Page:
Five worthy reads is a regular column on five noteworthy items we’ve discovered while researching trending and timeless topics. This week, we explore how the impending 5G wave will impact businesses. 

The next generation of cellular networks, 5G, is finally here, and it promises download speeds that are nine to 20 times faster than current 4G networks. Unlike 4G networks—which are already crammed with data from mobile devices and becoming congested in densely populated areas—5G will work on a different wavelength, opening up more bandwidth for everyone. The beauty of 5G is that it combines faster networks with lower latency and increased data capacity.  

The jump from 4G to 5G is going to unleash a whole new world of device-to-device connectivity. High speed connections are going to enable the development of true smart cars that can anticipate traffic conditions and talk to each other, as well as smart cities that have the potential to enhance safety and offer better quality of life. 5G will also help boost technologies like edge computing and IoT.

5G is also expected to play a major role in growing business digitalization. With faster connectivity in place, businesses can expect smoother operations and stronger workplace collaboration through better use of time and resources.

But, with new technology comes new challenges. Even though 5G holds immense potential, it has its own shortcomings; the rise of new security threats, as well as the challenges of network and service assurance, are just a few of the concerns around 5G.

With that said, here are five interesting reads on topics that your business must look into before the 5G network wave actually hits:

1. Seven Things Your Business Needs To Know About 5G

5G opens up new business opportunities, including the potential to launch new products and services, move into new markets, and increase productivity. This article explains what 5G may offer your business and how to prepare for this new technology.

2. The Future Of Networking is 5G: Businesses Must Prepare Now

Learn how 5G will redefine network infrastructure through a capability known as network slicing, and see how setting up a private 5G network slice can improve your company’s critical applications, services, and security processes.

3. With 5G, Cyber Security Researchers See A Hotbed of Security Risks

5G will facilitate more devices, more connections, and more flowing data, which means the risk of DDoS attacks will be that much higher. This article sheds light on the increased chance of security breaches.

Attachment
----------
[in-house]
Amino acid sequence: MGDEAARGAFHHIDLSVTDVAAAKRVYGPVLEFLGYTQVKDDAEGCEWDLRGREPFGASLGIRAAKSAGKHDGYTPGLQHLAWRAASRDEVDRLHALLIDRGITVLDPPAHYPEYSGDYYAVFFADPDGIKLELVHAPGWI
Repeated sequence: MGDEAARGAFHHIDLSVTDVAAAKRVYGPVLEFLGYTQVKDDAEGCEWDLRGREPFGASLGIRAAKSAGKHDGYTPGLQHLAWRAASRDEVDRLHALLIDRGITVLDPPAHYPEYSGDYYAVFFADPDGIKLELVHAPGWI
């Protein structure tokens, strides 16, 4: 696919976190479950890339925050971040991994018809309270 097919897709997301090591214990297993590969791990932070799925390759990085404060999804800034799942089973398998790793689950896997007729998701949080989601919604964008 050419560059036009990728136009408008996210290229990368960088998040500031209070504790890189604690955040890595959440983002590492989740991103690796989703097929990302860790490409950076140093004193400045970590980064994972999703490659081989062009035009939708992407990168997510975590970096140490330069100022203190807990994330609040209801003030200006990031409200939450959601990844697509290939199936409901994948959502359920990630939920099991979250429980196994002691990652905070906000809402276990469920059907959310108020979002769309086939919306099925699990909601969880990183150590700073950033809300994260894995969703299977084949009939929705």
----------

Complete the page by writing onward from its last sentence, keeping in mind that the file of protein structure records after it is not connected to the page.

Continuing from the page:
4. Tackling network and service assurance in virtualized 5G networks

With the emergence of the 5G era, mobile networks will have many more virtual elements. Monitoring an increasingly virtualized network for performance is likely to become more complicated, this article includes tips on how to keep up with this change.

5. 6 Challenges of 5G, and the 9 Pillars of Assurance Strategy

The communication industry is trying to accelerate the deployment of 5G networks, but rushing things could lead to greater risks including new architecture complexities and security threats. This article addresses the need for thorough testing to avoid any negative impact on businesses.

While the future of 5G is bright and lightning fast, businesses still need to prepare themselves for 5G from both a technical and process perspective to ensure better security and service delivery. This revolutionary technology is already on the way and will be ready in limited capacity in parts of the US later this year. Each of the major US mobile carriers are expected to deploy a 5G network by the end of 2019.

We’re all anticipating 5G to be one of those technologies that holds huge promise for both consumers and businesses. Speaking of which, how do you think 5G is going to change your business? Share your thoughts in the comments section below.

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  1. Shenil Padmanabhan

    Worth reading.. but there are conspiracies about 5g that , We’ve heard a lot about mmWaves being used for 5G, which range from roughly 24 GHz to perhaps 90 GHz. Because of the high frequencies and the fact that they have short ranges, we’re going to need small cells everywhere to get the coverage that people want which will lead to higher radiation levels and higher rates of cancer.